A quick note for the non-Ruby programmers out there, when you see :redis, this is called a symbol. The short story is that it’s a string just like "redis", but is more memory efficient if used more than once. In Python, one of the above lines might look like:

default["redis"]["dir"] = "/etc/redis"


In Chef we use ERB templates to write our config files. In this recipe we’re using two templates, one for the configuration to redis-server and the other for upstart. Upstart is a replacement for etc/init.d/ scripts. Edit cookbooks/redis/templates/default/redis.conf.erb to look like:

port <%= node[:redis][:port] %>
bind <%= node[:redis][:bind] %>
loglevel <%= node[:redis][:loglevel] %>
dir <%= node[:redis][:data_dir] %>

daemonize no
logfile stdout
databases 16
save 900 1
save 300 10
save 60 10000
rdbcompression yes
dbfilename dump.rdb

and cookbooks/redis/templates/default/redis.upstart.conf.erb like:

description "Redis Server"

env USER=<%= node[:redis][:user] %>

start on startup
stop on shutdown


exec sudo -u $USER sh -c "/usr/local/bin/redis-server \
  /etc/redis/redis.conf 2>&1 >> \
  <%= node[:redis][:log_dir] %>/redis.log"

The Recipe File

Now it’s time to write the actual recipe. Having little Ruby experience, I’ll have to do some hand-waving in explaining that the following code is both Chef’s DSL, and perfectly valid Ruby code.

The following code is run from the top-down. It uses Chef resources to create a user, make directories, download and compile Redis, and write out the templates.

Edit cookbooks/redis/recipes/default.rb to look like:

package "build-essential" do
  action :install

user node[:redis][:user] do
  action :create
  system true
  shell "/bin/false"

directory node[:redis][:dir] do
  owner "root"
  mode "0755"
  action :create

directory node[:redis][:data_dir] do
  owner "redis"
  mode "0755"
  action :create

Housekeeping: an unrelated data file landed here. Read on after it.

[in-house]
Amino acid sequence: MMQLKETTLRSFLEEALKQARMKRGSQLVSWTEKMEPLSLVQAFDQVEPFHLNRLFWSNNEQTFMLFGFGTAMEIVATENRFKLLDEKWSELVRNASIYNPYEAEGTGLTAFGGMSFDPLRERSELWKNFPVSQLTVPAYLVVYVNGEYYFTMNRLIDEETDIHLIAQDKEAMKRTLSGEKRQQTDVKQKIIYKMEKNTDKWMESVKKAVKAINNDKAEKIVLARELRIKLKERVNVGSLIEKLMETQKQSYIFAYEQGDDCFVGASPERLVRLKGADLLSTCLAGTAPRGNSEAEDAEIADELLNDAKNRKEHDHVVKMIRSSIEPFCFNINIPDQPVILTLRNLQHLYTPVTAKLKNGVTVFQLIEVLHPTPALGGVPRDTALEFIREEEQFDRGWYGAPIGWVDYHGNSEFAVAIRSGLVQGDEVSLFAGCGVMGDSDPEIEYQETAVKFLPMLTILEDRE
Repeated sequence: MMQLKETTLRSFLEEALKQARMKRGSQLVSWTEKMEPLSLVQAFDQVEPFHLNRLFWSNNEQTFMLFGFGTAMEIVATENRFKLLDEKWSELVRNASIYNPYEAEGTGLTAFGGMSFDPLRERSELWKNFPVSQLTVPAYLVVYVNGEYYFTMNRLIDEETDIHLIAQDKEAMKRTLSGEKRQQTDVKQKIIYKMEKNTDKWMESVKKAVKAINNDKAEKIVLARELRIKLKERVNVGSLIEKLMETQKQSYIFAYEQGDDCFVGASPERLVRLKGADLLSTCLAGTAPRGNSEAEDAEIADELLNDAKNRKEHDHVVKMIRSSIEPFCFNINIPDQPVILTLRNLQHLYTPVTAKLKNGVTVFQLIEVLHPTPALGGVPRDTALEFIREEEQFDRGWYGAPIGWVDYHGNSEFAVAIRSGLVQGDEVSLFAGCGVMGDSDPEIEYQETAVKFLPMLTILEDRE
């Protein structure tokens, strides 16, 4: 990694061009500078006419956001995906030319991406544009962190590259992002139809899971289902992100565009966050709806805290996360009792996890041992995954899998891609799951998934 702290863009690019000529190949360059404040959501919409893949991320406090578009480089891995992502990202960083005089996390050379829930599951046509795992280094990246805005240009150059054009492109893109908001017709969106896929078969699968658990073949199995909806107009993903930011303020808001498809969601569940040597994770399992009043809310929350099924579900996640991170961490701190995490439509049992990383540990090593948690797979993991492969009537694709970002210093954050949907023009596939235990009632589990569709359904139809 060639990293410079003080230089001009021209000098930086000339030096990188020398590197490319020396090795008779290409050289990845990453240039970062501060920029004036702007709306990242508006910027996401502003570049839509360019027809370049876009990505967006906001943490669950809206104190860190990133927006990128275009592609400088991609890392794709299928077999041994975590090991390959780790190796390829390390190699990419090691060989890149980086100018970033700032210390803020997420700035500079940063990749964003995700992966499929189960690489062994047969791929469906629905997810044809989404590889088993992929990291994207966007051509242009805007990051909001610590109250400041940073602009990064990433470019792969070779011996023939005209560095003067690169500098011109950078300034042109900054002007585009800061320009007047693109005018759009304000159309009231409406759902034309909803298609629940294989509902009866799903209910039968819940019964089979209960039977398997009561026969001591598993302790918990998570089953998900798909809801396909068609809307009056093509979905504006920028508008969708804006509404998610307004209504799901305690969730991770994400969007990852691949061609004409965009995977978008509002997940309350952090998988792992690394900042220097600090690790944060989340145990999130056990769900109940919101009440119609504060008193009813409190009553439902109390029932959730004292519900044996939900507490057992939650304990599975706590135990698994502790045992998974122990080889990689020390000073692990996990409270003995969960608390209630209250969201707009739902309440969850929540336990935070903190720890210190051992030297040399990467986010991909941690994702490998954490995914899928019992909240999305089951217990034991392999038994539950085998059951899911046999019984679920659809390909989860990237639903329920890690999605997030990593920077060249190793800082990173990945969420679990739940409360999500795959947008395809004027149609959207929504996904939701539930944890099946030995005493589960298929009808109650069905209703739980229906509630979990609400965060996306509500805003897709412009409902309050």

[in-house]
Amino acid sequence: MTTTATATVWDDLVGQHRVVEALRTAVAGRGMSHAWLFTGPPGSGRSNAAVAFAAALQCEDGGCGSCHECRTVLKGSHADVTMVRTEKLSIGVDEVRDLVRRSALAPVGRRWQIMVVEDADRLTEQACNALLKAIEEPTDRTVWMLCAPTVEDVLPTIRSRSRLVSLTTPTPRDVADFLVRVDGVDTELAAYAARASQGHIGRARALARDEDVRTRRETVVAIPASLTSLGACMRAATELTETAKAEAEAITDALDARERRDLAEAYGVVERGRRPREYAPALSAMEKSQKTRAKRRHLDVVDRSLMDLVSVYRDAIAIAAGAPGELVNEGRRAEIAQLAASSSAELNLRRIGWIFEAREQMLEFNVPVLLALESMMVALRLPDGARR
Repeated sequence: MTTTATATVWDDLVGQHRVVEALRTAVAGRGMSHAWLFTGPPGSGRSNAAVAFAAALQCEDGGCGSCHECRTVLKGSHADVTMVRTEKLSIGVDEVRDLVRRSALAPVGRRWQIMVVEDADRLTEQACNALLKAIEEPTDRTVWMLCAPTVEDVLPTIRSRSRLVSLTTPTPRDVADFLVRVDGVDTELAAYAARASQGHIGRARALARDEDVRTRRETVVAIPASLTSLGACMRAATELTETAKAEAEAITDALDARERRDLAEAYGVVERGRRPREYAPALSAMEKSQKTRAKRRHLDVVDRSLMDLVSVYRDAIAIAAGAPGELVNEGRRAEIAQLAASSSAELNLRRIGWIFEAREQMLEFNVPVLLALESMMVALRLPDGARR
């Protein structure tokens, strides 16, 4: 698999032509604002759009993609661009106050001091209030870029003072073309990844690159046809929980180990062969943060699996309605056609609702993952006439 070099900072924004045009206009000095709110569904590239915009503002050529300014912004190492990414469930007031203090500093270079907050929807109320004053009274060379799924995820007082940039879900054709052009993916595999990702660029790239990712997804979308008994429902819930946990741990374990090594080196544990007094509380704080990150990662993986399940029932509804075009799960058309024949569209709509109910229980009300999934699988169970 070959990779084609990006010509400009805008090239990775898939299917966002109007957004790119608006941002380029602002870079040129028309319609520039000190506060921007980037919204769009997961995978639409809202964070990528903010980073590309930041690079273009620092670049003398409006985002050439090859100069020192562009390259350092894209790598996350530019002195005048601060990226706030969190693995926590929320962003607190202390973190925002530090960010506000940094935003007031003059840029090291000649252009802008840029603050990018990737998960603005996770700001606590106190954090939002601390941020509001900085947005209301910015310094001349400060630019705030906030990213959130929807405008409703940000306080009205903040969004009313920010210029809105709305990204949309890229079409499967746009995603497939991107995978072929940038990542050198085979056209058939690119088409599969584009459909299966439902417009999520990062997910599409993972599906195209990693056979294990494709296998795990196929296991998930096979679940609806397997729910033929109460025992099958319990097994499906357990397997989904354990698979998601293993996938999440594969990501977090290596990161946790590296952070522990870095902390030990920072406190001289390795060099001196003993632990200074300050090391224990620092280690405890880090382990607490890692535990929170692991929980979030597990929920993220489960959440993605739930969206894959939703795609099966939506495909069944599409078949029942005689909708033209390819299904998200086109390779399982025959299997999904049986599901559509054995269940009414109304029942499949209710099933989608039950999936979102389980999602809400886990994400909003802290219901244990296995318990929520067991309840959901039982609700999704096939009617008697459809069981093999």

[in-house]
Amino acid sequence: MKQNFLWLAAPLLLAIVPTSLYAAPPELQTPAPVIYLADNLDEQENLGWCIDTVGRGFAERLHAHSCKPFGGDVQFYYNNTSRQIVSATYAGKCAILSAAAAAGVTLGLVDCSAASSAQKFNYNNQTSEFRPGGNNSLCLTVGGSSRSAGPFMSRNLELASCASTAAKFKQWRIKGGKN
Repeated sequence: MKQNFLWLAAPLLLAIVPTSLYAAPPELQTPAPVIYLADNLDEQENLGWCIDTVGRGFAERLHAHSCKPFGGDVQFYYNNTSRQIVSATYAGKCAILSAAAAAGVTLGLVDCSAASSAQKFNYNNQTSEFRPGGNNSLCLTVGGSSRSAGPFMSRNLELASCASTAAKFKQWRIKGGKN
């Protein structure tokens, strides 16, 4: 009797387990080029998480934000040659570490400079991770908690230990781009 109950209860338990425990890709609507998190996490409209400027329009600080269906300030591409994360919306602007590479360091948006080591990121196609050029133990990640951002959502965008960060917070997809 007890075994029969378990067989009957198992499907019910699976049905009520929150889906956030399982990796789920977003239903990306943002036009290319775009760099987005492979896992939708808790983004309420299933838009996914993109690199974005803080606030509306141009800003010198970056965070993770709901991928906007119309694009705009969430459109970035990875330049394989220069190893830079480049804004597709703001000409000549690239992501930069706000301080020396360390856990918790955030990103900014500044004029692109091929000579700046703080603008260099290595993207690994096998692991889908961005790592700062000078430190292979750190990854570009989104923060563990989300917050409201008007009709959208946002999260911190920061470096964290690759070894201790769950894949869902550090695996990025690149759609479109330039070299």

directory node[:redis][:log_dir] do
  mode 0755
  owner node[:redis][:user]
  action :create

remote_file "#{Chef::Config[:file_cache_path]}/redis.tar.gz" do
  source ""
  action :create_if_missing

bash "compile_redis_source" do
  cwd Chef::Config[:file_cache_path]
  code <<-EOH
    tar zxf redis.tar.gz
    cd antirez-redis-55479a7
    make && make install
  creates "/usr/local/bin/redis-server"

service "redis" do
  provider Chef::Provider::Service::Upstart
  subscribes :restart, resources(:bash => "compile_redis_source")
  supports :restart => true, :start => true, :stop => true

template "redis.conf" do
  path "#{node[:redis][:dir]}/redis.conf"
  source "redis.conf.erb"
  owner "root"
  group "root"
  mode "0644"
  notifies :restart, resources(:service => "redis")

template "redis.upstart.conf" do
  path "/etc/init/redis.conf"
  source "redis.upstart.conf.erb"
  owner "root"
  group "root"
  mode "0644"
  notifies :restart, resources(:service => "redis")

service "redis" do
  action [:enable, :start]

Trying Our Recipe

Now that we’ve written our recipe, it’s time to try it out. In the root of your repository, run vagrant up. This will start the virtual machine and set up Redis using Chef. Once the command finishes, run this:

$ vagrant ssh
$ echo "ping" | nc localhost 6379
$ exit

If all went well, you should have seen +PONG. If you change something and want to re-run Chef, type vagrant provision.

When you’re done working, run vagrant destroy to reclaim your RAM.

Closing Thoughts

Chef is much more powerful than what I’ve presented, but I hope I’ve been able to show how easy it is to get started writing and editing recipes. If you’d like to learn more about Chef, check out the Opscode wiki.